Wednesday, November 07, 2007

The real challenge of cutting emissions

In late September President Bush hosted a meeting of the world's largest 16 greenhouse gas emitting countries in late September. The CEI, for their Cooler Heads Digest (sign up on the left-hand bar), obtained the slides from a Power Point presentation that the White House Council on Environment Quality (CEQ) Chairman Jim Connaughton gave at that meeting. Apparently the Chinese and other developing country delegates were shocked - they were right to be. This data shows, in simple terms, just how painful the emissions curbs, Kyoto-plus, agenda would have to be for both developed and developing world.

Essentially, emissions under the Business As Usual scenario that so many global warming policies are hell-bent on preventing goes something like this:

Emissions nearly quadruple by 2095 with nearly all the growth in developing countries. Bear in mind that business as usual expects that the kind of efficiency gains we've been making so far continue - that's why the developed world is already forecast to stall emissions growth despite continuing economic growth.

That sets up a massive challenge for global warming policy that wants to cut emissions to 50 per cent of their levels now. In order to reach that 50 per cent target we would need to make a 15 gigatons of carbon per year cut to get the 2050 levels back down to the level we're at now. We would then need to make another 11 gigaton cut to reach the 50 per cent target. If you're after 60 per cent, as the British Government is, 80 per cent, as the Quality of Life policy group is, or the even stronger target the Lib Dems are aiming at things only get worse.

Cutting a gigaton of waste off what will already be vastly more efficient economies takes some doing. To get an idea of just what cutting a gigaton of carbon means see this table:

Once again, that's on top of expected "business as usual" efficiency gains. Doing any of these 26 times is utterly impractical without incomes taking a serious hit.

Perhaps you think that the developed world should be shouldering most of the work. You're prepared to see our income taking a kicking but don't want to deny the opportunity to develop to poor countries.

Even if you were to miraculously cut developed world emissions to zero, complete de-carbonisation, the developing countries would still need to cut their emissions by 9.5 gigatones, 46 per cent. Growth in poor countries will mean that the rich world just can't do all the work in cutting emissions. If your cut in developed world emissions is more realistic, two-thirds for example, then the developed countries would need to make a 74 per cent cut.

Without some kind of miracle technology you can only reduce emissions sufficiently by radically slashing incomes. There is just no way that the Chinese, or any other other big emitters, will possibly accept this. Cutting their long-term expected income in half, or more, is just not an option at all.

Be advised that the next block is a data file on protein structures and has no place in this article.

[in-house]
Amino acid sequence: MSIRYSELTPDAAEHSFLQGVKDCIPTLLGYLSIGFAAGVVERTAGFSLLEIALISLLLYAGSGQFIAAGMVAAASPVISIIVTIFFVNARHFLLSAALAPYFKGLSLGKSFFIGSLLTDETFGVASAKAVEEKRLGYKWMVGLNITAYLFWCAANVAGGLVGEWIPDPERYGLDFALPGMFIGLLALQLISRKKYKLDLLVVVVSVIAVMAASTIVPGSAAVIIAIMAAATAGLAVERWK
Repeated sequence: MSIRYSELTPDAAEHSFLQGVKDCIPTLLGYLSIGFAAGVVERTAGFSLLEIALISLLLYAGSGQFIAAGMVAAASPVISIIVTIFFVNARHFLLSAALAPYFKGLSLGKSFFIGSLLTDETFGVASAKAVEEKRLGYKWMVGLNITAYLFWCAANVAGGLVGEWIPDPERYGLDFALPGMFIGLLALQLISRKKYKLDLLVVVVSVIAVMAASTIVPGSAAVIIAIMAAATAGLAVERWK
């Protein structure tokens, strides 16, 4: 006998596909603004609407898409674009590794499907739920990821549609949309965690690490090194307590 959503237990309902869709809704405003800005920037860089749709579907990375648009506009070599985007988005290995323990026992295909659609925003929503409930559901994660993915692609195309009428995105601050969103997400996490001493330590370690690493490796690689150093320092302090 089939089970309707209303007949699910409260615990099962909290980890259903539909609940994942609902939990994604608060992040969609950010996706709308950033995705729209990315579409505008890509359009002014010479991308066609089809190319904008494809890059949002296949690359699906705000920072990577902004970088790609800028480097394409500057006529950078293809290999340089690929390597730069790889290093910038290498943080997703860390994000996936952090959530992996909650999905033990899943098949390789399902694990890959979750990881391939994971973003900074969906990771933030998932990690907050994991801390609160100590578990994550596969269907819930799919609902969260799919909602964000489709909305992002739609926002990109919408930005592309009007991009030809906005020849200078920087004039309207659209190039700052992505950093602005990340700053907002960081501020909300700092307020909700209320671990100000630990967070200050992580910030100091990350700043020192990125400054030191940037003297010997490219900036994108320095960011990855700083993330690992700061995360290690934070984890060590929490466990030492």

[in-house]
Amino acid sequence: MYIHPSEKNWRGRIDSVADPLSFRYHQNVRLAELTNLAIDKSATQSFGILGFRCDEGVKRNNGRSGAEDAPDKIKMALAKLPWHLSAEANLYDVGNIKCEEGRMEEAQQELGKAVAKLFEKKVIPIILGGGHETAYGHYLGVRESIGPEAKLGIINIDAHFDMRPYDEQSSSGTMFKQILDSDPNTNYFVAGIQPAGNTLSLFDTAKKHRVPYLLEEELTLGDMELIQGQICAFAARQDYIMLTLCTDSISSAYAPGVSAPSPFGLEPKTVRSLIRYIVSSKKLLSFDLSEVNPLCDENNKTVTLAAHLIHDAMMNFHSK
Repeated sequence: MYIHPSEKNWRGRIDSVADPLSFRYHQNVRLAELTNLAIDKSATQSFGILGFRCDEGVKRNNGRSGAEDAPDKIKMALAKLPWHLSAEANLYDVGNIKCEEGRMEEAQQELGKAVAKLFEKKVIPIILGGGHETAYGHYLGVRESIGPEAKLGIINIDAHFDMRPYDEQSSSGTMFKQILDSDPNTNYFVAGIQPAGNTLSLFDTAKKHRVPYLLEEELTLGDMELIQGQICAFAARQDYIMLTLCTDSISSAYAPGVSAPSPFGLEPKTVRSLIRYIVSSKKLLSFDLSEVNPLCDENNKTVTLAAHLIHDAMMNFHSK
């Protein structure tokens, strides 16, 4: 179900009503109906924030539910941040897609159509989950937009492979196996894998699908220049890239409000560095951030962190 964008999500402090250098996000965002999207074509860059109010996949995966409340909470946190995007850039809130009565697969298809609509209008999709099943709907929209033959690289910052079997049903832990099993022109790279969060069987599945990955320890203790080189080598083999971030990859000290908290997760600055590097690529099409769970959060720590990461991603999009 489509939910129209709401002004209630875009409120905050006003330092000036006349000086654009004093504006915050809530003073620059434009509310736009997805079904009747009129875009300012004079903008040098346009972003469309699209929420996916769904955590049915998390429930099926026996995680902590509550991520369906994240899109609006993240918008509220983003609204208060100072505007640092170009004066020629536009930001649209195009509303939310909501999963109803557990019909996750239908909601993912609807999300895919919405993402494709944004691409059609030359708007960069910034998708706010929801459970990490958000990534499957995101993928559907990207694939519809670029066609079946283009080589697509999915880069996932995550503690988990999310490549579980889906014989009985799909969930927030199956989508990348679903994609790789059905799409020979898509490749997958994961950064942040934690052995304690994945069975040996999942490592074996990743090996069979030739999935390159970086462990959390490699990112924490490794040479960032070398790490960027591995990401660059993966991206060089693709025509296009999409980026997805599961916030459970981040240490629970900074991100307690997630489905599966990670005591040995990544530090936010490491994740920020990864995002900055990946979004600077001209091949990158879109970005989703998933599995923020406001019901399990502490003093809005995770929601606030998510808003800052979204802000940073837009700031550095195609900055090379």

What does this mean for Britain? We already knew that our emissions weren't particularly important to global emissions growth. The UK just doesn't emit that much. Instead of actually changing anything by our actions we were supposed to be "leading". Showing others how it is done. That's pretty irrelevant now. Even if you were to, as some would like to, have the EU put massive trade sanctions on any country that doesn't sign up to our green agenda they're still not going to pay half of their long-term income for the right to trade with us. They certainly won't be shamed into it by Britain's selfless willingness to decimate its manufacturing sector.

Our response to the threat of climate change has to be based on the three sets of measures those of us on the free-market right have been advocating for some time now:

1) Technology - cutting emissions to the level Al Gore, Zac Goldsmith or even Chris Huhne would like isn't impossible. It just requires a miracle. Fortunately science has a history of providing what, to previous generations, would have seemed miracles. There are economical steps we can take that don't screw over our economy and might make such a miracle, or just an incremental technology that reduces our emissions a bit, more likely. Prizes for technological discovery, an alternative to patents that was very successful in encouraging important developments during the Industrial Revolution, are a good candidate that Jim Manzi proposed in a recent National Review article.

2) Adaptation - we can make sure our flood defences are in order, our crops will respond well to the new seasons and take other steps to prepare for the challenges of a warmer world. We can help poor countries do the same. This needn't be particularly expensive and we should avoid doing too much while we don't know precisely what we'll be adapting to but adaptation is clearly a central response to climate change under any sensible programme.

3) Resilience - Manzi put it well: "Wealth and technology are raw materials for options". The most important thing to do in order to be able to withstand an ecological crisis is make sure you're rich to start off with. Rich countries are so much better able to withstand the harms of global warming. If we screw up our economy in a vain attempt to avert climate change future generations will not thanks us.

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